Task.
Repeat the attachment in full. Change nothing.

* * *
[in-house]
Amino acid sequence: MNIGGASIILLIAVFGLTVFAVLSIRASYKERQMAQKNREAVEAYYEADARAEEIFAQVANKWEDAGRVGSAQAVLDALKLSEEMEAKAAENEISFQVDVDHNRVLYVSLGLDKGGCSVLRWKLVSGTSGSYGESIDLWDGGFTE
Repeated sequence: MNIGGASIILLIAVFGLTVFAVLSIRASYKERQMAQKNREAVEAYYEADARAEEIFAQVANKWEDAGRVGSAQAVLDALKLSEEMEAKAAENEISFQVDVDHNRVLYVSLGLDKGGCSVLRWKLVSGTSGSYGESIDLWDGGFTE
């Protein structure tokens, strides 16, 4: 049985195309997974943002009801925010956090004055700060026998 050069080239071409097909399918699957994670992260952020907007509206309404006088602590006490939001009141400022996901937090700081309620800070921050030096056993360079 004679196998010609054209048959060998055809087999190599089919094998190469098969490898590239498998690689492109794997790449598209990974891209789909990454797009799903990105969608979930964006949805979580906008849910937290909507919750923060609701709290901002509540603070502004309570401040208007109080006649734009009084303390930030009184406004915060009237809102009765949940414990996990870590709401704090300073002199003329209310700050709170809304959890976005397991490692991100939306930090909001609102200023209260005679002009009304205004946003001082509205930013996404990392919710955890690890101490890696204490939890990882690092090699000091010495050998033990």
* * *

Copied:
[in-house]
Amino acid sequence: MNIGGASIILLIAVFGLTVFAVLSIRASYKERQMAQKNREAVEAYYEADARAEEIFAQVANKWEDAGRVGSAQAVLDALKLSEEMEAKAAENEISFQVDVDHNRVLYVSLGLDKGGCSVLRWKLVSGTSGSYGESIDLWDGGFTE
Repeated sequence: MNIGGASIILLIAVFGLTVFAVLSIRASYKERQMAQKNREAVEAYYEADARAEEIFAQVANKWEDAGRVGSAQAVLDALKLSEEMEAKAAENEISFQVDVDHNRVLYVSLGLDKGGCSVLRWKLVSGTSGSYGESIDLWDGGFTE
């Protein structure tokens, strides 16, 4: 049985195309997974943002009801925010956090004055700060026998 050069080239071409097909399918699957994670992260952020907007509206309404006088602590006490939001009141400022996901937090700081309620800070921050030096056993360079 004679196998010609054209048959060998055809087999190599089919094998190469098969490898590239498998690689492109794997790449598209990974891209789909990454797009799903990105969608979930964006949805979580906008849910937290909507919750923060609701709290901002509540603070502004309570401040208007109080006649734009009084303390930030009184406004915060009237809102009765949940414990996990870590709401704090300073002199003329209310700050709170809304959890976005397991490692991100939306930090909001609102200023209260005679002009009304205004946003001082509205930013996404990392919710955890690890101490890696204490939890990882690092090699000091010495050998033990």